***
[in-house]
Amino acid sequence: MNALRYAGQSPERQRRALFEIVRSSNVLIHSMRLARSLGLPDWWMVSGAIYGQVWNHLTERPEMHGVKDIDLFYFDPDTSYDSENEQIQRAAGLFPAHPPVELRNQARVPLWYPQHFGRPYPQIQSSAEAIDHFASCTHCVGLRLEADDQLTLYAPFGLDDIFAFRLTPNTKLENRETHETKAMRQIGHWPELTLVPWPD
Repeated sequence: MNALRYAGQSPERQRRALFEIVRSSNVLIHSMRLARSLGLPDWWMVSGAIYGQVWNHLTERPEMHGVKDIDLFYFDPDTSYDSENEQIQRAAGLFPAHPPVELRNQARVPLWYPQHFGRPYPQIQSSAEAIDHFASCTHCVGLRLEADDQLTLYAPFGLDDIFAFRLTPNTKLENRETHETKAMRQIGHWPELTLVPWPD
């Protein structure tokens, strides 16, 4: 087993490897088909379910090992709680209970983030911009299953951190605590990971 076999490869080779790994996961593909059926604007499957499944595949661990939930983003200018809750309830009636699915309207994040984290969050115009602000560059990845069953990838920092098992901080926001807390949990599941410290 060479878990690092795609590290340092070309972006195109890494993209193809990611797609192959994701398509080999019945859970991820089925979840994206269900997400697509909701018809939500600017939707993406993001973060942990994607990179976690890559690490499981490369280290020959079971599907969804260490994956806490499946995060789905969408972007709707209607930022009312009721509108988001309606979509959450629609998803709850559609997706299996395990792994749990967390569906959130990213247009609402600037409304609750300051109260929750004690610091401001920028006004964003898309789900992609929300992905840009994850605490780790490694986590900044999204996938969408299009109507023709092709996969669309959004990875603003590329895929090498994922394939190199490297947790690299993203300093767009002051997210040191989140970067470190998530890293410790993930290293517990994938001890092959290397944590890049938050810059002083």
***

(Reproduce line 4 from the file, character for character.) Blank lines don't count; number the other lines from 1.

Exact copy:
């Protein structure tokens, strides 16, 4: 087993490897088909379910090992709680209970983030911009299953951190605590990971 076999490869080779790994996961593909059926604007499957499944595949661990939930983003200018809750309830009636699915309207994040984290969050115009602000560059990845069953990838920092098992901080926001807390949990599941410290 060479878990690092795609590290340092070309972006195109890494993209193809990611797609192959994701398509080999019945859970991820089925979840994206269900997400697509909701018809939500600017939707993406993001973060942990994607990179976690890559690490499981490369280290020959079971599907969804260490994956806490499946995060789905969408972007709707209607930022009312009721509108988001309606979509959450629609998803709850559609997706299996395990792994749990967390569906959130990213247009609402600037409304609750300051109260929750004690610091401001920028006004964003898309789900992609929300992905840009994850605490780790490694986590900044999204996938969408299009109507023709092709996969669309959004990875603003590329895929090498994922394939190199490297947790690299993203300093767009002051997210040191989140970067470190998530890293410790993930290293517990994938001890092959290397944590890049938050810059002083």